The anglers needs to modify their approach, gear down, slow down, and dress up. I don't know about yo, but I worked outdoors most of my life, and a lot of the time up north—sweet home Cleveland, sadly pre-LeBron James Era. You can't win em all! So get out your rain gear, hoodie, jump pants, and beanie for "cool runnings" and saddle up so as not to miss the winterover bite.
Things were a bit betterthis week on the flats and in the feeder creeks. If you slowed down your patterns, fished the deeper edges, and soaked shrimp, cut baits, and small pins in the potholes and at the creek mouths, you were in the red zone.
Afternoon were fishable and more comfortable, generally; crews reported good redfish and trout action when the wind laid down and the air temps bumped into the mid-sixties. A sea anchor is helpful and allows that little bit of precious time over the flats that torporific critters need to sniff out a free lunch. Best big shrimp of the year are available for easy pickins and cut bait was useful. Sleepy snook can be enticed to eat hand-picked fish on the flats and docks when the water warms as little a degree or two throughout the day.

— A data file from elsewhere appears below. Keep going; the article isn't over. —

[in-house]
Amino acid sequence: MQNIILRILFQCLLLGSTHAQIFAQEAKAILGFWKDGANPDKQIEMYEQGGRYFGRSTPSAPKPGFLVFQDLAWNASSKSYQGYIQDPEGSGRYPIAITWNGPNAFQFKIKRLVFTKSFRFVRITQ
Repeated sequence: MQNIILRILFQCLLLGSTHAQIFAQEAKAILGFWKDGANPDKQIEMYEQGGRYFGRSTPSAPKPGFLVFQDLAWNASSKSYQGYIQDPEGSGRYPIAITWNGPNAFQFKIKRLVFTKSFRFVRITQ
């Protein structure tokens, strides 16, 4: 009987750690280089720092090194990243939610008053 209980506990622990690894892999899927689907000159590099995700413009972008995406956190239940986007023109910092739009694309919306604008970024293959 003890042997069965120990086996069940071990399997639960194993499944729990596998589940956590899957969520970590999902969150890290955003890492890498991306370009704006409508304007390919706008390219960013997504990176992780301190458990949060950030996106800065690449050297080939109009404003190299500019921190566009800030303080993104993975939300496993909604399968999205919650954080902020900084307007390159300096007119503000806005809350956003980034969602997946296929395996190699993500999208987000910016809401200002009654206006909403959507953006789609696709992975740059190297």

Bonsai sheepshead bites on the myriad of docks and in thedeeper creeks. Crews dredging the passes on Estero Bay came up with fat sassy "dentice", the European name for sheepies. Bring along a thermos of "joe" and baloney sandwiches as you sit out the bite. Down-size your circle hooks, lighten up your leaders, and keep enough weight on your rig to stick it tight to the pilings or undercut banks. Shrimp bits, mole crabs= sand fleas all are good choices.
Mid-afternoon juvie snook action was fair and there were baby poon and big jacks in the creeks all along our region.Big black drum are rolling around the mouth of the Caloosahatchee. You'll need some busted-up blues crabs for bait around the bridge pilings. One day at a time, hope the weatherman can work somemagic. Keep the Faith!!
Capt. Ron Kowalyk: 239-267-9312